As an adult I don’t identify as Jewish, certainly not as Christian either.  My spiritual tradition incorporates philosophies of Buddhism and Yoga flavored by a Native American appreciation for nature and all living things.  But it’s a personal practice that doesn’t include the assumption that you feel the same way.

I don’t need Jesus to save my soul, in fact, my soul doesn’t need saving.  My conscience is clear, my heart is full, my principles and values are in tact AND I celebrate the season of giving and love during December.  I don’t give thanks for all the grace in my life in the name of Jesus Christ.

If you’re Christian, enjoy the holiness of the season.

If you’re not -

Happy Holidays to you and yours in the name of your own traditions.  May we all absorb the warmth of this time of year and offer it out to the universe.

Namaste.

Carry on …

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oh christmas tree, oh christmas treeThrough the front door there’s a great view of a decked out Christmas tree basking in  white lights, covered with snow and dripping with big sparkly white round ornaments.  A white Christmas is definitely being celebrated in this house.  But the mood is somewhat blue.

My hospice patient and her caregiver husband live here.  They’re both seniors and have spent most of their lives together –  working their family business and traveling in the RV in which they expected a multitude of road trips during their retirement years.

NEW MEXICO 2006 RECREATIONAL VEHICLE plate

Image by woody1778a via Flickr

Four years ago husband sold the RV; wife could no longer negotiate the steps to assume her role as navigator in chief.  That act signified an admission of his wife’s fatal disease and the death of dreams that had been years in the planning.  That was also the last year she spoke; she hasn’t uttered a word since.  Not because she was disappointed, but because her Alzheimer’s had advanced enough to rob her of voice.  Now husband spends his days taking care of her.

Decorating the Christmas tree is something they always did together.  In fact, she bought this very tree and the ornaments.  It came adorned with white lights and snow. This year they decorated together again.  He set it up, he added the balls, covered the tree base, wrapped the presents and carefully arranged them at the bottom.  Wife slumped in her chair, sucked her lower lip, wrung her hands and nodded off.  That’s this year’s Christmas, at least until his children join them in a couple of weeks.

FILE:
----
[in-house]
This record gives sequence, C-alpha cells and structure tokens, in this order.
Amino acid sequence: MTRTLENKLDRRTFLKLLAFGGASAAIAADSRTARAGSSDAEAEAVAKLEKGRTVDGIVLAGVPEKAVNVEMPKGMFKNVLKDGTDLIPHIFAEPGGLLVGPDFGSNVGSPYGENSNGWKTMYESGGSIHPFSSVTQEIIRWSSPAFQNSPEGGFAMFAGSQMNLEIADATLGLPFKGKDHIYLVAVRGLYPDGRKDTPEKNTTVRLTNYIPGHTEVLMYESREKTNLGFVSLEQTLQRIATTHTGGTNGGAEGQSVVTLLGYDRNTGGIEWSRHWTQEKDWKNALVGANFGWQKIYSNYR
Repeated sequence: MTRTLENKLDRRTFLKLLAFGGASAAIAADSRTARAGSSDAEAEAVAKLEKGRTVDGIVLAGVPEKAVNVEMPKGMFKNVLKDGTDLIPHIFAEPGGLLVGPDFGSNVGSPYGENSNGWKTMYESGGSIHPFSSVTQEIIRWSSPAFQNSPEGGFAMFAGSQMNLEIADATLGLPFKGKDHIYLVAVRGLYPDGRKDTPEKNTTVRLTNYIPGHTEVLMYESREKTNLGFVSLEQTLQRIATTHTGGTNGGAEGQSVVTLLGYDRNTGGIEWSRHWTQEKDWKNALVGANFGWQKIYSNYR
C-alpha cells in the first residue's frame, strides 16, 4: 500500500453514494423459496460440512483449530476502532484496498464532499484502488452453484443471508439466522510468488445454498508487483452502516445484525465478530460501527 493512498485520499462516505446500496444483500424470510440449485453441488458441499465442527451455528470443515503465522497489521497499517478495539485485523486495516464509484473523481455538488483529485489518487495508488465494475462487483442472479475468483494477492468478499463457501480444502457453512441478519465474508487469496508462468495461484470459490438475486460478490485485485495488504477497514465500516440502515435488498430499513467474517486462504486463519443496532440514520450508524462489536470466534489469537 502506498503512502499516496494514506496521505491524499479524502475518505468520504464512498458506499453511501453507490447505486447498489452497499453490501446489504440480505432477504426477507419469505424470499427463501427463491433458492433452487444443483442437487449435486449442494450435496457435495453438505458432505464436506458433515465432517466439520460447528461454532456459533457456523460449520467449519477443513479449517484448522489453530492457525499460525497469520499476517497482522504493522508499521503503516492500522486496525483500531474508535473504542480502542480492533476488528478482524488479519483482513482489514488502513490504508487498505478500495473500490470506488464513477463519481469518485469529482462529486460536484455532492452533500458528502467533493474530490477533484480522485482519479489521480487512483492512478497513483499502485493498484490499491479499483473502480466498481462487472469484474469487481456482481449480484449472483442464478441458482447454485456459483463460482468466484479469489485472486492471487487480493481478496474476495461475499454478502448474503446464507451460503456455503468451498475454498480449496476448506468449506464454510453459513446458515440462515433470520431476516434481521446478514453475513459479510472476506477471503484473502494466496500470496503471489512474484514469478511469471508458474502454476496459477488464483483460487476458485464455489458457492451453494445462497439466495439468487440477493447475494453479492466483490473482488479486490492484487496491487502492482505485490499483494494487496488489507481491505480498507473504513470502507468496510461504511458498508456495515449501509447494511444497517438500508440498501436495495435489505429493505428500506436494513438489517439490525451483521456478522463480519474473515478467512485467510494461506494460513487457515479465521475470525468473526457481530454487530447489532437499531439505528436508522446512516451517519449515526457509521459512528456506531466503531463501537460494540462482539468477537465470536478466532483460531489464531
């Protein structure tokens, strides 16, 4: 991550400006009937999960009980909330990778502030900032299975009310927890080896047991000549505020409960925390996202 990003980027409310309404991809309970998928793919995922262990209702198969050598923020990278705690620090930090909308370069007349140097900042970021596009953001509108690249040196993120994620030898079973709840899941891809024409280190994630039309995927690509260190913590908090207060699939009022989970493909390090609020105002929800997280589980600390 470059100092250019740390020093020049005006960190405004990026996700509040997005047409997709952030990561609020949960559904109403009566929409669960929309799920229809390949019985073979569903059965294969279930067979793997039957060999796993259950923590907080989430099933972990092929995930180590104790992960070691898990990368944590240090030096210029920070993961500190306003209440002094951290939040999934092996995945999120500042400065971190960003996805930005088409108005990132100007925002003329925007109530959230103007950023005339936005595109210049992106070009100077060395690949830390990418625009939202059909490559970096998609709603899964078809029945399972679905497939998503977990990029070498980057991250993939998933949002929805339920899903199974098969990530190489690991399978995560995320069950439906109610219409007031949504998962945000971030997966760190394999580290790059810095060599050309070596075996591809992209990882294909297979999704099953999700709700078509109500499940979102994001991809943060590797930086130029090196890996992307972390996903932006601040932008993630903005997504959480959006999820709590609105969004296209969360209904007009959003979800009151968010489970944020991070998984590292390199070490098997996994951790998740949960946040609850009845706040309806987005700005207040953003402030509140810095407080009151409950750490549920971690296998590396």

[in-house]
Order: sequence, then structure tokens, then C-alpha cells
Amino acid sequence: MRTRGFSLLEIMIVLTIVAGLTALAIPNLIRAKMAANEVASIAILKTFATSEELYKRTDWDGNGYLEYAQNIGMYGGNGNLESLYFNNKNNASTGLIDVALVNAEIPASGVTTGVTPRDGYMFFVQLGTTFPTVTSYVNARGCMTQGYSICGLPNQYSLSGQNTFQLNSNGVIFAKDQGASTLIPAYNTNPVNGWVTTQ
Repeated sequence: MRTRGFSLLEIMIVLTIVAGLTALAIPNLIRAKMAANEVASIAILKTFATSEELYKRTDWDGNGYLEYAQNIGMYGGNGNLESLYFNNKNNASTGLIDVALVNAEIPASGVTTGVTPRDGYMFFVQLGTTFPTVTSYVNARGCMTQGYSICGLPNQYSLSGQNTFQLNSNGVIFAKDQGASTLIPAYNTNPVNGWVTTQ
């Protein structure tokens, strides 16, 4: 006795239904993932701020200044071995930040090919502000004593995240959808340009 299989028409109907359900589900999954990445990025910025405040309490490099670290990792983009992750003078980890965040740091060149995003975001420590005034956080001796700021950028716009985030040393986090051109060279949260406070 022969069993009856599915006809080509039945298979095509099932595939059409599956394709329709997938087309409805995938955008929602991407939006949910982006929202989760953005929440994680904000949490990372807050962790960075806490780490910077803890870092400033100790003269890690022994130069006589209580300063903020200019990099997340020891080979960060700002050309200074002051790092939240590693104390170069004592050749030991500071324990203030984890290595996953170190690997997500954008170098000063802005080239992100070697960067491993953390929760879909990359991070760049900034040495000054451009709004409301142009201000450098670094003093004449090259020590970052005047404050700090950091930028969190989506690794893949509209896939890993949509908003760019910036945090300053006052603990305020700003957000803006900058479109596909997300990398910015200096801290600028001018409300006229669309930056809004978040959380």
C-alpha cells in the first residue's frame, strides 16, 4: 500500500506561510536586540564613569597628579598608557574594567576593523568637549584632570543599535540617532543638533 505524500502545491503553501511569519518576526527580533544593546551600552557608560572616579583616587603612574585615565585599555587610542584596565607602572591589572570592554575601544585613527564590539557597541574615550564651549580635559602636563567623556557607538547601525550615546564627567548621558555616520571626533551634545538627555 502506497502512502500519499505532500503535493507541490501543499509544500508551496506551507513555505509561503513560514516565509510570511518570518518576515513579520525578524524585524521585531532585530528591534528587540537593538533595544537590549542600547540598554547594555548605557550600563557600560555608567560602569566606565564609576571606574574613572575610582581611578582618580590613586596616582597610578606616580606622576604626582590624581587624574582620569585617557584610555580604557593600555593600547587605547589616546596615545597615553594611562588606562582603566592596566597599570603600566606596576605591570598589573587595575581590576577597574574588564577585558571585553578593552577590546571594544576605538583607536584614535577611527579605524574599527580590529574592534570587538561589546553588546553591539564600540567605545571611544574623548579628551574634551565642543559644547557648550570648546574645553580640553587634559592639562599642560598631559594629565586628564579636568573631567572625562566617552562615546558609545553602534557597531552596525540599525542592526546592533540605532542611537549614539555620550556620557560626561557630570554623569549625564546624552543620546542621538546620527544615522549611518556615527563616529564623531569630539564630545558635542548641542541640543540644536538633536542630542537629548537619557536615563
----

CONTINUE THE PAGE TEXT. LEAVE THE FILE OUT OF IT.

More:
Husband cherishes wife.  She’s the love of his life and when she was diagnosed 8 years ago he promised he’d care for her until the end of her days.  He meant it, despite the sacrifice it entails.

Being housebound is one of those sacrifices, except for my weekly visits to socialize with him and sit with her during the couple of hours he goes where he wants.  His spirits are high, he laughs easily, he loves big.  He embodies the true spirit of giving.  And when he allows himself to think of how things were supposed to be, the twinkle in his eye grows dimmer.

He inspires me.  He fills me with admiration.  What inspires you this season?

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Christmas in the post-War United States

I love the Christmas holiday time, but only after Thanksgiving.  It annoys me to see Christmas upstage Halloween and Thanksgiving in all the commercial venues.

Halloween doesn’t do much for me now that I’m past the candy gorging years but I really enjoy Thanksgiving, what it signifies and the time spent with family.  Then I’m ready to move on to Christmas, playing my share of carols in the car and while decorating (a little bit) around the house.

English: Hanukkah menorah, known also as Hanuk...

The time span from Thanksgiving through Christmas is when I think a lot about friends, who they are and what they mean.  This holiday has no religious significance to me as a non-Christian with Jewish heritage, but it holds plenty of sentimental significance.

I don’t stay in touch well.  Not good on the phone.  Don’t entertain much.  And don’t really spend a lot of hang out time with people who are important to me. In fact, many of them live in different cities around the country. But they never lose their places in my heart.  My close friends, my “peeps” in today’s parlance, are people who date way back to childhood, college, early work years and later work years.  Each of them means something special and represents a certain kind of relationship, one that automatically resumes where we left off even it was a year or two or five or even 25 ago.  Our bond holds fast and strong and if any of them needed me, wherever they lived, I’d be there ASAP.

This is generally called a Christmas Cactus, b...

So it’s to them — you — that I wish happy holidays, whether it’s Christmas, Chanukah, Kwanzaa or nothing at all. It signifies the closing of another year. They go fast and furiously these days so enjoy every minute of them with those you hold dear.